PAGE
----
Yes, in many ways Interchanges are easier to host, though many Chapters report a growing difficulty to find Interchange families. As mentioned above, to maintain Interchange in today’s world of more stringent child safeguarding requirements, it will become a lot harder and more expensive for Chapters to take part in. We want to look at how we can help Chapters with the demands of our camp-based programmes and encourage local, less demanding, programme models.

If Interchange is dropped, is there any way to provide more financial support for hosting to new and smaller Chapters with fewer resources?

Chapter Development is looking into various incentives that would make it easier for Chapters to host more camps.

  • CISV wants to increase professionalism and address a shortage of leaders. Teachers could be a good target audience but some would prefer Interchanges to camps. Wouldn’t taking away Interchange harm our ability to recruit teachers?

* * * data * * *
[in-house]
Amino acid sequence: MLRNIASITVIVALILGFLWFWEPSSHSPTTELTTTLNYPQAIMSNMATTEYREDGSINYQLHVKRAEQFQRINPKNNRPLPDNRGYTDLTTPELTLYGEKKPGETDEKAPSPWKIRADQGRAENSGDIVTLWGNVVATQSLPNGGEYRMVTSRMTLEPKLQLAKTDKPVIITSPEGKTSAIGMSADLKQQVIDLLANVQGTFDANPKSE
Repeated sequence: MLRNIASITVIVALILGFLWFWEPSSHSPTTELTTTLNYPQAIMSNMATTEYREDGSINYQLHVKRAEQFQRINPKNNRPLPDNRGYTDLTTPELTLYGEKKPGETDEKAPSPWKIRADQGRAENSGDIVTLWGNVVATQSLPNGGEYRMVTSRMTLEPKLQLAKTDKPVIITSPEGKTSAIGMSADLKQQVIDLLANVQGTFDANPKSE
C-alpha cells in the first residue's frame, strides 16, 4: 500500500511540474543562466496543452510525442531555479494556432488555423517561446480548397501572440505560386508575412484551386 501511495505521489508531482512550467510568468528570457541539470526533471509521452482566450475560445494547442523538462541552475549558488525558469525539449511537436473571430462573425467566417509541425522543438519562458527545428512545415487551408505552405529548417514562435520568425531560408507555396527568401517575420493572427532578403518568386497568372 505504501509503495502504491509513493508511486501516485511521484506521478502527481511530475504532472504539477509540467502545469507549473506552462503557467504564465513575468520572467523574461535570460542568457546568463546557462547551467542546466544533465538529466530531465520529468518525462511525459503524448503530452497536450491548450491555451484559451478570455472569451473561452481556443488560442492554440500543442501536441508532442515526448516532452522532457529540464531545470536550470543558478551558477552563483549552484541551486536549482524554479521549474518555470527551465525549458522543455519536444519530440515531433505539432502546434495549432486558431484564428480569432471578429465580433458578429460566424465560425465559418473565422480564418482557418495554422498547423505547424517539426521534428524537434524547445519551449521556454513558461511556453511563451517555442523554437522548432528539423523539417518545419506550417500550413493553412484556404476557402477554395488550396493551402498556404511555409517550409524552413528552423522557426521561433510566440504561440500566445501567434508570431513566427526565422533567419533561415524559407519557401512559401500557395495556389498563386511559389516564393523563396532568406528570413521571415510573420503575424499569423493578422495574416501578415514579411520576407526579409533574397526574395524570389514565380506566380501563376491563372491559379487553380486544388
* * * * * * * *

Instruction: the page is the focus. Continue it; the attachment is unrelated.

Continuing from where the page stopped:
We want to attract more people with an educational background for many of our volunteer opportunities – most particularly in our camps. Teachers could definitely make excellent leaders (and staff) in all of our programmes. We heard from most Chapters that the number one issue they have is recruiting staff and leaders. Based on this feedback, we will launch a recruitment campaign for leaders this year that will focus on the personal and professional benefits of volunteering with CISV as a leader. The resources will include a promotional video, new leaflet and presentation, and also recruitment ideas and good practice. CISV Portugal, for instance, is very successful in recruiting trainee teachers and teachers for leader and staff roles in camps through its links to teacher training colleges. We can also offer other volunteer experiences to teachers who would prefer not to lead an international camp delegation, for instance in our local programmes. While some teachers may prefer Interchange, we do not feel this is a sufficient reason to change the recommendation, in light of all the other findings.